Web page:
Jettisoning the sweeping scope of the novel, the film has been reduced to a coming-of-age tale littered with horrifying imagery and larded up with jump scares. Alternately terrifying and laugh-out-loud funny, director Andy Muschietti has a way with kids that few other directors seem to manage. He teases fantastic performances out of his young stars: Wolfhard, already known to audiences from Stranger Things, gets a chance to shine as the foul-mouthed Richie, while Lillis exudes real star power as Beverly. If she isn't a Hollywood mainstay for years to come, I'll be shocked. Previously best known for his creepy tale of two sisters cared for by a vengeful woodland spirit, Mama, Muschietti nails the rhythms of pre-teen life: the patter of the kids' speech, the fear that accompanies never truly knowing if you're safe.

That gnawing fear is what makes It so scary. Pennywise is able to strike at any time (bright as noon; dark as midnight) and in any location (in the safety of one's home; in a side alley off a crowded street; in the basement of a bustling library; in the yard of a haunted house). The randomness of the clown's attacks and the different forms he assumes makes them all the more terrifying.

It's not just clowns with wicked grins and foreheads resembling overblown balloons that we have to fear. It's creepy paintings of distorted, distended women brought to life. It's headless children holding Easter baskets. It's lepers rotting away as they loom over you, fleshing falling off. Muschietti has a visceral understanding of how to make the eye recoil. He messes with body proportions in a way that instills terror on a subconscious level. A feeling of custom-made horror survived the transition from book to screen.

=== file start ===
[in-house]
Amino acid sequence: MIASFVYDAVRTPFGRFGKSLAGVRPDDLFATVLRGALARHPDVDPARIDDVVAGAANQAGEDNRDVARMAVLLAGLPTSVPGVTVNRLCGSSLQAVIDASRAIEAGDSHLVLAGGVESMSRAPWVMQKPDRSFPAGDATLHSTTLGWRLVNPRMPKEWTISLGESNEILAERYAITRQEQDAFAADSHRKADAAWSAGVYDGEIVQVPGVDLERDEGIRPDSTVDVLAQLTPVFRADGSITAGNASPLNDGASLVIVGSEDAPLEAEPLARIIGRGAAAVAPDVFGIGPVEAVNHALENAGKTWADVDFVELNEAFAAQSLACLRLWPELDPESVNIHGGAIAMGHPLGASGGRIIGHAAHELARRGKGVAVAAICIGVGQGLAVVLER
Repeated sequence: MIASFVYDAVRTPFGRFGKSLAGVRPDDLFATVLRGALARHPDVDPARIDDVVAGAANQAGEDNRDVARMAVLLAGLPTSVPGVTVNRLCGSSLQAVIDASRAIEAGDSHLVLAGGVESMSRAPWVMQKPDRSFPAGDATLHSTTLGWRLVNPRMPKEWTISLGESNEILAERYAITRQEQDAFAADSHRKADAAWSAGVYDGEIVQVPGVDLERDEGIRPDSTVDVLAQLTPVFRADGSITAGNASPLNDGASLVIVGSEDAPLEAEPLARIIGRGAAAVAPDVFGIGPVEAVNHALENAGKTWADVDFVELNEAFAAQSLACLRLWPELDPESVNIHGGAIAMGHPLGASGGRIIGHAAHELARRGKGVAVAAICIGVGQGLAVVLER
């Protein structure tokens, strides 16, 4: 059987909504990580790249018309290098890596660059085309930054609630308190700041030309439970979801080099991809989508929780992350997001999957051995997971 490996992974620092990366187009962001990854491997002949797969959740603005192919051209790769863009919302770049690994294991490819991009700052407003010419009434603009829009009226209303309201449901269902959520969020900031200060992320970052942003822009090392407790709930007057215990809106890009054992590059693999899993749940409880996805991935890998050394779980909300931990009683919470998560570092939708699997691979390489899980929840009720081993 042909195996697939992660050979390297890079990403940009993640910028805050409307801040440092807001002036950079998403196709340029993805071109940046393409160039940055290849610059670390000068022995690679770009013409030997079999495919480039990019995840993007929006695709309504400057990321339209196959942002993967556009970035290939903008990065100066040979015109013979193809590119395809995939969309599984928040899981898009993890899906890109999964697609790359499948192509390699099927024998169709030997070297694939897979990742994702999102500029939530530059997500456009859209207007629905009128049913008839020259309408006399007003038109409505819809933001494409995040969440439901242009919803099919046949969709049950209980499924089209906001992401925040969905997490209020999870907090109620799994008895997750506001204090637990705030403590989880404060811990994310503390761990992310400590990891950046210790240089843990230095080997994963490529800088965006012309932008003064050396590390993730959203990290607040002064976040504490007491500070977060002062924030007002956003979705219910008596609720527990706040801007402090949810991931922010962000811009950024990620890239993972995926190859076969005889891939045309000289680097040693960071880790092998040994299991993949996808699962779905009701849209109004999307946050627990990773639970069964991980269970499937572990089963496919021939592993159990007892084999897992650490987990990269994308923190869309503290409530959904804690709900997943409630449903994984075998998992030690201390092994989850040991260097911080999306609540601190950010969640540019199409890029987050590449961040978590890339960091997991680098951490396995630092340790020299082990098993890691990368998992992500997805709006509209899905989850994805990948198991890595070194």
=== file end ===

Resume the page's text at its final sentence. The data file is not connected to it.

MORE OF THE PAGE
It isn't perfect. Muschietti is overly reliant on jump scares, the magical combination of soundtrack spikes and unexpected sights designed to make you involuntarily hop out of your seat with terror. And the film is shot so darkly that you may have trouble making out the action on theater screens, given the sloppiness of our nation's cinemas: I'm almost certain the projector showing It at the Regal Gallery Place either needed a new light bulb or had its 3D filter on. I'm entirely certain the chain needs to do something about the lights on the aisles, which were bright enough to cast a shadow of seat backs onto the screen we were trying to watch.*

Still, It is cute but never cloying—and, more importantly, it's scary, sometimes cheaply, but with real dread behind the jumps. You could do much worse at the multiplex this weekend.

*If studios are truly interested in finding out why ticket sales are down, they'll spend a little less time blaming Rotten Tomatoes for correctly noting that much of their product is crap and a little more time blaming the theater chains for destroying the movie-going experience.

Sonny Bunch   Email Sonny | Full Bio | RSS
Sonny Bunch is executive editor of the Washington Free Beacon. Prior to joining the Beacon, he served as a staff writer at the Washington Times, an assistant editor at The Weekly Standard, and an editorial assistant at Roll Call. He has also worked at the public relations and nonprofit management firm Berman and Company. Sonny’s work has appeared in the above outlets, the Wall Street Journal, Commentary, National Review, the New Atlantis, Policy Review, and elsewhere. A 2004 graduate of the University of Virginia, Sonny lives in Washington, D.C. His Twitter handle is @SonnyBunch.